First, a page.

Artificial sweeteners can trigger diabetes
Artificial sweeteners may disrupt the body's ability to regulate blood sugar, causing metabolic changes that can be a precursor to diabetes, researchers are reporting. That is "the very same condition that we often aim to prevent" by consuming sweeteners instead of sugar, said Dr Eran Elinav, an immunologist at the Weizmann Institute of Science in Israel, at a news conference to discuss the findings. The scientists performed a multitude of experiments, mostly on mice, to back up their assertion that the sweeteners alter the microbiome, the population of bacteria that is in the digestive system.
The different mix of microbes, the researchers contend, changes the metabolism of glucose, causing levels to rise higher after eating and to decline more slowly than they otherwise would. The findings by Dr Elinav and his collaborators in Israel, including Eran Segal, a professor of computer science and applied mathematics at Weizmann, are being published Wednesday by the journal Nature.
Cathryn R Nagler, a professor of pathology at the University of Chicago who was not involved with the research but did write an accompanying commentary in Nature, called the results "very compelling." She noted that many conditions, including obesity and diabetes, had been linked to changes in the microbiome. "What the study suggests," she said, "is we should step back and reassess our extensive use of artificial sweeteners."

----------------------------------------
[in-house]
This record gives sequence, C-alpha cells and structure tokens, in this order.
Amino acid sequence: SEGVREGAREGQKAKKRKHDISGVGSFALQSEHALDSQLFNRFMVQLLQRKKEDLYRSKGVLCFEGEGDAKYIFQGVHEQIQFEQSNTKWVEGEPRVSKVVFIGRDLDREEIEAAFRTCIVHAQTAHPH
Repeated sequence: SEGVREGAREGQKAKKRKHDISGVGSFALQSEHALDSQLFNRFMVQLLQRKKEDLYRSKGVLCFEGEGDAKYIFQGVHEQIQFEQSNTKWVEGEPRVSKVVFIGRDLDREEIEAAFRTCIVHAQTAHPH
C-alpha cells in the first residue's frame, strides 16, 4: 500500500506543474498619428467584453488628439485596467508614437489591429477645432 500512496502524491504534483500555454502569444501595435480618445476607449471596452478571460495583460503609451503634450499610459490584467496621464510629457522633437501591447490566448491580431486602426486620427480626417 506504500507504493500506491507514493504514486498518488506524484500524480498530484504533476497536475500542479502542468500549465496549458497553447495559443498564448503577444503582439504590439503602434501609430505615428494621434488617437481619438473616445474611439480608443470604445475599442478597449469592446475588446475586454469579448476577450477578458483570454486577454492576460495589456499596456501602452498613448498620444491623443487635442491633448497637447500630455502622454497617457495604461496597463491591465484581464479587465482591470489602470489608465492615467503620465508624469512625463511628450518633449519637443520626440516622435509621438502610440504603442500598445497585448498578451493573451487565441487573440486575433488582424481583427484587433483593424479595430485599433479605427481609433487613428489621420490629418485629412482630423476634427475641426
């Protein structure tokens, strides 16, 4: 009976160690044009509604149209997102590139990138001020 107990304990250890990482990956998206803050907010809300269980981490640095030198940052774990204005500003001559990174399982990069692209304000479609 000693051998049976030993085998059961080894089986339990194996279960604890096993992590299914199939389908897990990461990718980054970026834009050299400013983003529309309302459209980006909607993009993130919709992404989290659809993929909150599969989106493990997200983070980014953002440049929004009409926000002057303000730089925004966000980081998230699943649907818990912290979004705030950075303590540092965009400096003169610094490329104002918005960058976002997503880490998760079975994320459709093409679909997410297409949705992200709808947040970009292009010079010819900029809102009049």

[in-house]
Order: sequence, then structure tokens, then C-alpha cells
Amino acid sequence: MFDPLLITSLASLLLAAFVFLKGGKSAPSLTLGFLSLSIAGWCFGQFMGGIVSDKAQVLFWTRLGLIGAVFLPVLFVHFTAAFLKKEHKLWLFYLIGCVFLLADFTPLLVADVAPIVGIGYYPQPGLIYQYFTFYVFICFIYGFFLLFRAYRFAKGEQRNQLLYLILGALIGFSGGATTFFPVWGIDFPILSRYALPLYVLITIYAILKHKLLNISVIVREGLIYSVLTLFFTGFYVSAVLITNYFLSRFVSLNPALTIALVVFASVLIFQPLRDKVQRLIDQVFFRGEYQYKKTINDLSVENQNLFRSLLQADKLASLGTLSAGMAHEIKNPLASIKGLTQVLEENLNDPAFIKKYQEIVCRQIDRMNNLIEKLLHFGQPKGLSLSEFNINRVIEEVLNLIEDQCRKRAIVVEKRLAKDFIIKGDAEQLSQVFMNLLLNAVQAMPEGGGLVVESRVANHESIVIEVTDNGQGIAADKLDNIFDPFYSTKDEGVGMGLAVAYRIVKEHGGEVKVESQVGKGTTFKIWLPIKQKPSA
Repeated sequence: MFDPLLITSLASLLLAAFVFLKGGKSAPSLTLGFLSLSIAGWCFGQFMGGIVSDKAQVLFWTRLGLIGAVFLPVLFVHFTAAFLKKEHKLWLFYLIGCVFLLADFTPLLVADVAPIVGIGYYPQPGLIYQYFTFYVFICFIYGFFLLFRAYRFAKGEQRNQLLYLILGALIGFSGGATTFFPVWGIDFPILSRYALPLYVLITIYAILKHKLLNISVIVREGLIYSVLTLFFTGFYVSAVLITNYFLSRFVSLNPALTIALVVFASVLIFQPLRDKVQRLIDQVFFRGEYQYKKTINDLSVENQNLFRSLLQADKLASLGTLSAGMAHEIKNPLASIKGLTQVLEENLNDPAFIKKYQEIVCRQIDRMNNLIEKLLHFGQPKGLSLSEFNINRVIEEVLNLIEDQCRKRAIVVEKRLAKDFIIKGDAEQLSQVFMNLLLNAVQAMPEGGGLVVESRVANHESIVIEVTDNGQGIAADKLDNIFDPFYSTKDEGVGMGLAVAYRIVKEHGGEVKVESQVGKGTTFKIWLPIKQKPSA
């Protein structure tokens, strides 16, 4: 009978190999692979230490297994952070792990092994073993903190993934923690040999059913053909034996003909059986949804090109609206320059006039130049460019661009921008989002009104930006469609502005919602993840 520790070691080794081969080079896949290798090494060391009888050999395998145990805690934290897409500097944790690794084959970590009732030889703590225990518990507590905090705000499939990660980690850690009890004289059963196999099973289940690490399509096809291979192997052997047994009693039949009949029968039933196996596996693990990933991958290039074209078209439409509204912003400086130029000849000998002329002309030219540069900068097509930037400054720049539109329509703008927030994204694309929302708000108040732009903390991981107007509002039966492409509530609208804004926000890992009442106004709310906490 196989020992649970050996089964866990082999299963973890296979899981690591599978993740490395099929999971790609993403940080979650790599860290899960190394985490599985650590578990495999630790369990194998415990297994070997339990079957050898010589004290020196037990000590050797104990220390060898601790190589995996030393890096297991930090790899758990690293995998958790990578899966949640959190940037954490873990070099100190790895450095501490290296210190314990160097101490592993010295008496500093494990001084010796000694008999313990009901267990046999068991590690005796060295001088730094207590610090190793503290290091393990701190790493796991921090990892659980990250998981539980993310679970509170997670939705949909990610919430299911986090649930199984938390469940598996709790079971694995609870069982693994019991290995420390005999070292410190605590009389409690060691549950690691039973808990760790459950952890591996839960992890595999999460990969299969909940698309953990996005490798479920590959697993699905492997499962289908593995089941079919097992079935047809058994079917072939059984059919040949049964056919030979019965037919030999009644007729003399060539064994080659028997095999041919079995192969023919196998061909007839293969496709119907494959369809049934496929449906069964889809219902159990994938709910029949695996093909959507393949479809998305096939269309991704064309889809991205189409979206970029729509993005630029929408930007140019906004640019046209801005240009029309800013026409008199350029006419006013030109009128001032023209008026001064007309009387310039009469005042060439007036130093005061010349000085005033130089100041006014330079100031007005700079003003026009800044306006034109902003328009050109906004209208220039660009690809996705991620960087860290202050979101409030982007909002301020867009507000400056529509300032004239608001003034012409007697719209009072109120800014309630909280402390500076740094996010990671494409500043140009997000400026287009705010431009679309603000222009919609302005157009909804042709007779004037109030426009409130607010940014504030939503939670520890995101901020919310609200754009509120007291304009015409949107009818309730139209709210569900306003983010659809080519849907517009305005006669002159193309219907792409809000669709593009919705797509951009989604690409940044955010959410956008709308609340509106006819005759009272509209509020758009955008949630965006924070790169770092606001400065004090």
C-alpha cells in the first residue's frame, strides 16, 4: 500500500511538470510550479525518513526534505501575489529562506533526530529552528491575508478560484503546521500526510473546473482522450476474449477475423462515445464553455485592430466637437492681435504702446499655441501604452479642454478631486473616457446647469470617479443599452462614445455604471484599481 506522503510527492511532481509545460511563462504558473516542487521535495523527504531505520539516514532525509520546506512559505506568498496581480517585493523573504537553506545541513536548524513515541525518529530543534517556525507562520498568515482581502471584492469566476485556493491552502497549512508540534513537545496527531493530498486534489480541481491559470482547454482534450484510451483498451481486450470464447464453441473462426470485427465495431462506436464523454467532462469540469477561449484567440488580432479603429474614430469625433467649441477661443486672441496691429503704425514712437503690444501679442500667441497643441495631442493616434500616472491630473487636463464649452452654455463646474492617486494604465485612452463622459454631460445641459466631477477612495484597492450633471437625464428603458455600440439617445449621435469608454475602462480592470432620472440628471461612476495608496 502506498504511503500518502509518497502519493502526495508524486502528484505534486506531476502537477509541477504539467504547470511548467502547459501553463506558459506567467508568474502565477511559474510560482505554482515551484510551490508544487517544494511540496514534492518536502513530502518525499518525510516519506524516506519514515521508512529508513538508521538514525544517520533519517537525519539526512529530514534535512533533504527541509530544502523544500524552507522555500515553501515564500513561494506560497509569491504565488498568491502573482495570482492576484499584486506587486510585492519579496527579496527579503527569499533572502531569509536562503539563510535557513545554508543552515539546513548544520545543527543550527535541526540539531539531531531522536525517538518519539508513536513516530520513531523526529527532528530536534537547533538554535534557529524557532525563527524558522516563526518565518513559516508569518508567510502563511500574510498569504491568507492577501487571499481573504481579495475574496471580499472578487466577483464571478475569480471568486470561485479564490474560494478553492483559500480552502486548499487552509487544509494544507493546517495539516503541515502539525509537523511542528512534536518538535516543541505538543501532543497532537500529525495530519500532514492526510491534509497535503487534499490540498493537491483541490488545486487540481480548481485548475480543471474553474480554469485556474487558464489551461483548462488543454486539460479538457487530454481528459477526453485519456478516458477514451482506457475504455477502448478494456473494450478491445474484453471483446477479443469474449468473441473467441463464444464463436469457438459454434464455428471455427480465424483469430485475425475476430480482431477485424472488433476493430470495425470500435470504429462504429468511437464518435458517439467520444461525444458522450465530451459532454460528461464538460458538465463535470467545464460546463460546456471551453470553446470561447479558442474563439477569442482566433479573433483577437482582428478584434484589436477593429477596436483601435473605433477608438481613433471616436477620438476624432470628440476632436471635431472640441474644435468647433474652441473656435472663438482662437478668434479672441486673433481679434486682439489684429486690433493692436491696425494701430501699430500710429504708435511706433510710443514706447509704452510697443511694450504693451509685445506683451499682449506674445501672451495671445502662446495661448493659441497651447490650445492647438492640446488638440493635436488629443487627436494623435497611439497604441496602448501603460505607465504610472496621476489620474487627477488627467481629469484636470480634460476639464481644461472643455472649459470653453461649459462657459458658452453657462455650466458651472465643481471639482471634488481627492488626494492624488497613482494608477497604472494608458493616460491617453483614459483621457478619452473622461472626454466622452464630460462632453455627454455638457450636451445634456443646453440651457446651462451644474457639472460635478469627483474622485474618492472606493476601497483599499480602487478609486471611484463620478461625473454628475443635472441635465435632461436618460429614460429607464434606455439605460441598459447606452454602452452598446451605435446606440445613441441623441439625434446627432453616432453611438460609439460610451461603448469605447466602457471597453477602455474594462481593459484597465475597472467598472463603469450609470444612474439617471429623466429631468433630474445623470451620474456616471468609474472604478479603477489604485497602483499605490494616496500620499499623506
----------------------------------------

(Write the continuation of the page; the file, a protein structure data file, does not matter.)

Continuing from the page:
Previous studies on the health effects of artificial sweeteners have come to conflicting and confusing findings. Some found that they were associated with weight loss; others found the exact opposite, that people who drank diet soda actually weighed more. Some found a correlation between artificial sweeteners and diabetes, but those findings were not entirely convincing: Those who switch to the products may already be overweight and prone to the disease.